Supporting women journalists in Nepal and Tanzania
Women journalists face widespread gender discrimination and sexual harassment in their work. Women also have lower wages and fewer career opportunities.
According to research by Vikes and local partners, achieving gender equality in the media in Tanzania and Nepal requires structural changes in newsrooms.
One of the main causes of inequality is the patriarchal culture and mindset, which is reflected in the editorial understanding of what is possible for women and what is possible for men. This is also latently reflected in organisational structures and policies.
Vikes and local partners seek to influence media executives and gatekeepers such as publishing editors. Gender equality is also promoted through training and mentoring. Women are provided with information and tools to deal with discrimination and harassment, and attitudes are changed through campaigns and media education.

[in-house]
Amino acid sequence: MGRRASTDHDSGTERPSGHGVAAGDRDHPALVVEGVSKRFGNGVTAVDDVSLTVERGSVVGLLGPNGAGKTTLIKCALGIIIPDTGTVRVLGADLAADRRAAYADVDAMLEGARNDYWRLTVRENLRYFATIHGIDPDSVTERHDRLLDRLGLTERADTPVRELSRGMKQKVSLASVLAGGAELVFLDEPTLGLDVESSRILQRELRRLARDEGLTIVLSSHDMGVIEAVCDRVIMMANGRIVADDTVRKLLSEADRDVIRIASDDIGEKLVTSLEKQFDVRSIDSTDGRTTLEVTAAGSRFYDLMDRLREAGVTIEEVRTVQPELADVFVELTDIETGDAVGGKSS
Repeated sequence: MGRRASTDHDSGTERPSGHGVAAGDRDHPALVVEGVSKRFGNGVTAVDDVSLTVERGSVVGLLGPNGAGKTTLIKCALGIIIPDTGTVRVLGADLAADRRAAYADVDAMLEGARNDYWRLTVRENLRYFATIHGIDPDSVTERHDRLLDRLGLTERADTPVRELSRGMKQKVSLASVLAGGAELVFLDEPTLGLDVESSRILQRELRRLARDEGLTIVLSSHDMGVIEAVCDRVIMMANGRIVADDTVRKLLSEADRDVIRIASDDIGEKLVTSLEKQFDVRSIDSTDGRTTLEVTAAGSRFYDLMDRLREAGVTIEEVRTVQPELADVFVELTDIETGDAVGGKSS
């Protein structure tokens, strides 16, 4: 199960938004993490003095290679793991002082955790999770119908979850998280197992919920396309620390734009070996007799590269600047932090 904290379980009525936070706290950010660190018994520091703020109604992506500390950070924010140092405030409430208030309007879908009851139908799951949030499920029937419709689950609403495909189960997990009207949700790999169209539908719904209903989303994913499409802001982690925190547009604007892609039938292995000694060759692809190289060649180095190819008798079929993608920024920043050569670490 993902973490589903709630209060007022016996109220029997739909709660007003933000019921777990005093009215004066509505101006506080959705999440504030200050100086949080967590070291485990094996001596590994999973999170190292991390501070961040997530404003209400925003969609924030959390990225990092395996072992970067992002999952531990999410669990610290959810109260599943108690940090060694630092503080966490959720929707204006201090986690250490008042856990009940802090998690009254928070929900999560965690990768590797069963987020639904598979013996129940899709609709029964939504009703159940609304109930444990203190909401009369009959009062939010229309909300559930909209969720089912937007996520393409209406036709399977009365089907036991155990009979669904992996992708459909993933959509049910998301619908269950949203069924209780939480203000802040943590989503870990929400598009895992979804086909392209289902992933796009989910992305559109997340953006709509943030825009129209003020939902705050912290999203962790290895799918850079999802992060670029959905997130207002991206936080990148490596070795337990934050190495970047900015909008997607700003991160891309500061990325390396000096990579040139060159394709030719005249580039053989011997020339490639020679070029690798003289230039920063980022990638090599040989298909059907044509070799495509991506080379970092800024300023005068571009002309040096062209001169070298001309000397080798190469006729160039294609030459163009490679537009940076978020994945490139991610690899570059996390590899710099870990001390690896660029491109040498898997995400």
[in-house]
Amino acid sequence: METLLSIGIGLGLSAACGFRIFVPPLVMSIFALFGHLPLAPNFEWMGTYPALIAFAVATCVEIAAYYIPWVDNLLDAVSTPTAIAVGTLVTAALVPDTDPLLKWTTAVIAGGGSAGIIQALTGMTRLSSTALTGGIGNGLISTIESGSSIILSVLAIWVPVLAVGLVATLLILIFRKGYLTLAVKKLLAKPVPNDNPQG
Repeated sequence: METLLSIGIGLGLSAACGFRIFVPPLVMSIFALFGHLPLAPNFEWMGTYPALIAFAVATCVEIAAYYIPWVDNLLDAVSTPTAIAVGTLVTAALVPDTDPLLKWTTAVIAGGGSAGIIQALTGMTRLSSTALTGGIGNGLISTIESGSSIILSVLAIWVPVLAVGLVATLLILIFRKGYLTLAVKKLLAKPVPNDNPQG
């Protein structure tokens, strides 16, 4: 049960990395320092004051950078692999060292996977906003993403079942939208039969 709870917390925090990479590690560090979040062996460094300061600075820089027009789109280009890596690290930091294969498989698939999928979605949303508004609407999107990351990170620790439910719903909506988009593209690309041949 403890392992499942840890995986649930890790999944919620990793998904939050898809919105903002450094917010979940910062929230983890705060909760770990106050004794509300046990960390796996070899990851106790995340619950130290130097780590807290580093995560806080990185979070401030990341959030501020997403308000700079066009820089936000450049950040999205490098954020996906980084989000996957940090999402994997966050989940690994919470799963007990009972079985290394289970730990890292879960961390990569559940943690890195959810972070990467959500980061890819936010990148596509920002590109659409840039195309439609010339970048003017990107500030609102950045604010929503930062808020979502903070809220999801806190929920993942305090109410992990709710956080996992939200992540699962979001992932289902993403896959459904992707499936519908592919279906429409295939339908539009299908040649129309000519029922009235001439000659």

Inequalities also affect media content. Men dominate the news as leaders, journalists and sources. Indeed, empowering women in the media has a broader societal impact: gender equality in the media leads to more diverse and equal coverage.
The gender equality programme will be extended to Somalia in 2023.
- Women working in newsrooms have the professionalism and confidence required to work as journalists.
- Women in newsrooms have the knowledge and skills to tackle gender discrimination and sexual harassment, and journalism is seen as a suitable career choice for women.
- Media houses train their staff and use the equality policy and reporting system as tools to create an equal working environment.
- The gatekeepers see women journalists as equally capable and divide the tasks equally.
- A civil society that promotes press and media freedom can successfully defend a gender-sensitive pluralist media and equality for women journalists.